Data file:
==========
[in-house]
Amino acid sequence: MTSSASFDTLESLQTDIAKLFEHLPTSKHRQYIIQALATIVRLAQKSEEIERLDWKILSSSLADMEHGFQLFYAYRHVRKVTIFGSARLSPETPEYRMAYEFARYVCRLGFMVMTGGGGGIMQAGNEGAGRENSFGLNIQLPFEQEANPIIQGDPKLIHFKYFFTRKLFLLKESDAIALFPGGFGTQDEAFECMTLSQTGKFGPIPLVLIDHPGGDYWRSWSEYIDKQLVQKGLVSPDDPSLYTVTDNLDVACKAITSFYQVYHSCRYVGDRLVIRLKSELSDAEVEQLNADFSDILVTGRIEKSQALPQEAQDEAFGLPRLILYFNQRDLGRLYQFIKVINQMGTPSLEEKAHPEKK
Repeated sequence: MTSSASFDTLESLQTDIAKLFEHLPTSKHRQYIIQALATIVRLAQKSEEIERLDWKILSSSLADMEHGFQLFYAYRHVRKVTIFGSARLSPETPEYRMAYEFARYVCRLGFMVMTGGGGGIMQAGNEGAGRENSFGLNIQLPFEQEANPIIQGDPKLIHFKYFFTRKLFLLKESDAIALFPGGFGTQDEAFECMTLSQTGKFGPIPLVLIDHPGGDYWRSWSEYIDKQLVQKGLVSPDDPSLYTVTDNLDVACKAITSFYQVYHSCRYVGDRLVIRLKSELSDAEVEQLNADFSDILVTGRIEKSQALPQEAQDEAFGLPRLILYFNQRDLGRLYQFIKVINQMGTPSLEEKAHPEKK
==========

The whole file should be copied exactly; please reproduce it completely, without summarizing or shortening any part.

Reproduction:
[in-house]
Amino acid sequence: MTSSASFDTLESLQTDIAKLFEHLPTSKHRQYIIQALATIVRLAQKSEEIERLDWKILSSSLADMEHGFQLFYAYRHVRKVTIFGSARLSPETPEYRMAYEFARYVCRLGFMVMTGGGGGIMQAGNEGAGRENSFGLNIQLPFEQEANPIIQGDPKLIHFKYFFTRKLFLLKESDAIALFPGGFGTQDEAFECMTLSQTGKFGPIPLVLIDHPGGDYWRSWSEYIDKQLVQKGLVSPDDPSLYTVTDNLDVACKAITSFYQVYHSCRYVGDRLVIRLKSELSDAEVEQLNADFSDILVTGRIEKSQALPQEAQDEAFGLPRLILYFNQRDLGRLYQFIKVINQMGTPSLEEKAHPEKK
Repeated sequence: MTSSASFDTLESLQTDIAKLFEHLPTSKHRQYIIQALATIVRLAQKSEEIERLDWKILSSSLADMEHGFQLFYAYRHVRKVTIFGSARLSPETPEYRMAYEFARYVCRLGFMVMTGGGGGIMQAGNEGAGRENSFGLNIQLPFEQEANPIIQGDPKLIHFKYFFTRKLFLLKESDAIALFPGGFGTQDEAFECMTLSQTGKFGPIPLVLIDHPGGDYWRSWSEYIDKQLVQKGLVSPDDPSLYTVTDNLDVACKAITSFYQVYHSCRYVGDRLVIRLKSELSDAEVEQLNADFSDILVTGRIEKSQALPQEAQDEAFGLPRLILYFNQRDLGRLYQFIKVINQMGTPSLEEKAHPEKK